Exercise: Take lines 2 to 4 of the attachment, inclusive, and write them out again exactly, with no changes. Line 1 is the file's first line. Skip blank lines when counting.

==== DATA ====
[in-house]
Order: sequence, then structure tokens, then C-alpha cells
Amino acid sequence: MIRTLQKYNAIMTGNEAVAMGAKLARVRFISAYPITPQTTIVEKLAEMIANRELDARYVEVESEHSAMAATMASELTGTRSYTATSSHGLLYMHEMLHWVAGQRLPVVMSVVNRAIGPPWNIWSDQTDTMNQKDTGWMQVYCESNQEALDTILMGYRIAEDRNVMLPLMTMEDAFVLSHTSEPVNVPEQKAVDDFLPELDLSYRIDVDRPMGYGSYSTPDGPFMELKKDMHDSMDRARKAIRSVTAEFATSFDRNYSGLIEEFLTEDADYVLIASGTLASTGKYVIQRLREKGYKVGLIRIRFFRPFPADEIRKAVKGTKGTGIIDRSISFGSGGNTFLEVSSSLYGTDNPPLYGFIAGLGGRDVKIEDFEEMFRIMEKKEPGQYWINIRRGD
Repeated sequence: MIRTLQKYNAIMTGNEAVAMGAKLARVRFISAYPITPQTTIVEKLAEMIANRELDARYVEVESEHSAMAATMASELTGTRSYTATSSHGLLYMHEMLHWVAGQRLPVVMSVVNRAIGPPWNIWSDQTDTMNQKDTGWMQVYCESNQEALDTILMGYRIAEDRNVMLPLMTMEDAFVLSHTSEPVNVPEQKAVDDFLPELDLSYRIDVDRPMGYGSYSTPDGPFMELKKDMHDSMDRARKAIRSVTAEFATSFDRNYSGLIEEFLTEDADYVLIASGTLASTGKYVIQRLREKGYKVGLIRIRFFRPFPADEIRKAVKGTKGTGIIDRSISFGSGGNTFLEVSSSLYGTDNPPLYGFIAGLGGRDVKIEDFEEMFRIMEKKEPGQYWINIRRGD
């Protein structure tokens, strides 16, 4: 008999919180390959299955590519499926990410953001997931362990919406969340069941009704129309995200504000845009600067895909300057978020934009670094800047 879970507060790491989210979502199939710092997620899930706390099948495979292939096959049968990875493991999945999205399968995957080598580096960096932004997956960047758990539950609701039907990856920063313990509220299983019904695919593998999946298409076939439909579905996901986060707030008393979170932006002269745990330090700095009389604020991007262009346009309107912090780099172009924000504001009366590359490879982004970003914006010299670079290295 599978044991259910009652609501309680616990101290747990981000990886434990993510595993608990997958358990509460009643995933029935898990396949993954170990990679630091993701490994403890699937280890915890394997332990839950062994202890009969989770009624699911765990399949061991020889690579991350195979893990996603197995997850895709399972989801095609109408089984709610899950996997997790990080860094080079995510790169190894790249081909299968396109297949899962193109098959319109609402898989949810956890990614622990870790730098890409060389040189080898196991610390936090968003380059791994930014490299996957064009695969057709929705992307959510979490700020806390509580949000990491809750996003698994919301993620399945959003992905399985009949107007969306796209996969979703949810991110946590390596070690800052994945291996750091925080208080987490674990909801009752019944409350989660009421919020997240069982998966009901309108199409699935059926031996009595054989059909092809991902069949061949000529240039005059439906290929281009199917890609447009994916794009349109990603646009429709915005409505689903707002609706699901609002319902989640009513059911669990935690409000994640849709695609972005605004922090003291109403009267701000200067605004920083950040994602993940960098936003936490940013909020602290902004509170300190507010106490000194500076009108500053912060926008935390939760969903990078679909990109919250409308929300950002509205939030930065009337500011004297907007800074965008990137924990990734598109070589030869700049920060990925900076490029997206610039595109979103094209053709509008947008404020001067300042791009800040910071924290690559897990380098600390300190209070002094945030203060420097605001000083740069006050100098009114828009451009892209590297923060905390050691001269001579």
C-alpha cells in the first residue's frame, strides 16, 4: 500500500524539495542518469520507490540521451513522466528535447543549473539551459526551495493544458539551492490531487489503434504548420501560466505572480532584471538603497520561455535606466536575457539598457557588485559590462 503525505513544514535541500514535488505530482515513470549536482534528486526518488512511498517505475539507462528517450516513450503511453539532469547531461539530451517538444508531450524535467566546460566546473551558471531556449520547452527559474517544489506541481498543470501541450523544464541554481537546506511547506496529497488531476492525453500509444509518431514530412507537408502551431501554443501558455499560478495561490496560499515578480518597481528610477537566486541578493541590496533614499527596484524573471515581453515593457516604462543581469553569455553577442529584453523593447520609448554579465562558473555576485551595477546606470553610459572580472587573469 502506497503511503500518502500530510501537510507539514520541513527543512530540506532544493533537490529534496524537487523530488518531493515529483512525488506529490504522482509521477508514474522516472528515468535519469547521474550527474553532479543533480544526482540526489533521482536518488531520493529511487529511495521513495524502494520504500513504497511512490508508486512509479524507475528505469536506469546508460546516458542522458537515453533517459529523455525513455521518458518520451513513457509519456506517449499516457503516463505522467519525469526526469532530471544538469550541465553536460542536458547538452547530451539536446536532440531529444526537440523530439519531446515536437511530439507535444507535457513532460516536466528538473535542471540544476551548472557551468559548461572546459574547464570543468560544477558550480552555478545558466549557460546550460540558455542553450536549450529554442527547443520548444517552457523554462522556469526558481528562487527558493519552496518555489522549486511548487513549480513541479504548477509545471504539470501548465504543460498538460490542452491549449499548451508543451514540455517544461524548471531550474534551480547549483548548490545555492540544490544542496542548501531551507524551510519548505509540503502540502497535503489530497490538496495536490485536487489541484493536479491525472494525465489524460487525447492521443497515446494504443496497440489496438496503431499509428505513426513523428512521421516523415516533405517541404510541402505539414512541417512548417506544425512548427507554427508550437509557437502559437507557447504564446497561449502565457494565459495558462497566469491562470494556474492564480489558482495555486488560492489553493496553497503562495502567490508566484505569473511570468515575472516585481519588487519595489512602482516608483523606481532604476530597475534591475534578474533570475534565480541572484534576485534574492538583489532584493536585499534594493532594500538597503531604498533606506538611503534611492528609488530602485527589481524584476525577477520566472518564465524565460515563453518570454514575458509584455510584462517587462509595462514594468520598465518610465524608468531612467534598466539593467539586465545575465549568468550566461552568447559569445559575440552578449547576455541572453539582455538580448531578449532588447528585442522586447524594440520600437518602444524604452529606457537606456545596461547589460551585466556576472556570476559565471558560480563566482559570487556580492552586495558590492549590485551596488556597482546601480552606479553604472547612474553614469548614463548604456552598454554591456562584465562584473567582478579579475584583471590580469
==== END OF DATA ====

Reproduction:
Order: sequence, then structure tokens, then C-alpha cells
Amino acid sequence: MIRTLQKYNAIMTGNEAVAMGAKLARVRFISAYPITPQTTIVEKLAEMIANRELDARYVEVESEHSAMAATMASELTGTRSYTATSSHGLLYMHEMLHWVAGQRLPVVMSVVNRAIGPPWNIWSDQTDTMNQKDTGWMQVYCESNQEALDTILMGYRIAEDRNVMLPLMTMEDAFVLSHTSEPVNVPEQKAVDDFLPELDLSYRIDVDRPMGYGSYSTPDGPFMELKKDMHDSMDRARKAIRSVTAEFATSFDRNYSGLIEEFLTEDADYVLIASGTLASTGKYVIQRLREKGYKVGLIRIRFFRPFPADEIRKAVKGTKGTGIIDRSISFGSGGNTFLEVSSSLYGTDNPPLYGFIAGLGGRDVKIEDFEEMFRIMEKKEPGQYWINIRRGD
Repeated sequence: MIRTLQKYNAIMTGNEAVAMGAKLARVRFISAYPITPQTTIVEKLAEMIANRELDARYVEVESEHSAMAATMASELTGTRSYTATSSHGLLYMHEMLHWVAGQRLPVVMSVVNRAIGPPWNIWSDQTDTMNQKDTGWMQVYCESNQEALDTILMGYRIAEDRNVMLPLMTMEDAFVLSHTSEPVNVPEQKAVDDFLPELDLSYRIDVDRPMGYGSYSTPDGPFMELKKDMHDSMDRARKAIRSVTAEFATSFDRNYSGLIEEFLTEDADYVLIASGTLASTGKYVIQRLREKGYKVGLIRIRFFRPFPADEIRKAVKGTKGTGIIDRSISFGSGGNTFLEVSSSLYGTDNPPLYGFIAGLGGRDVKIEDFEEMFRIMEKKEPGQYWINIRRGD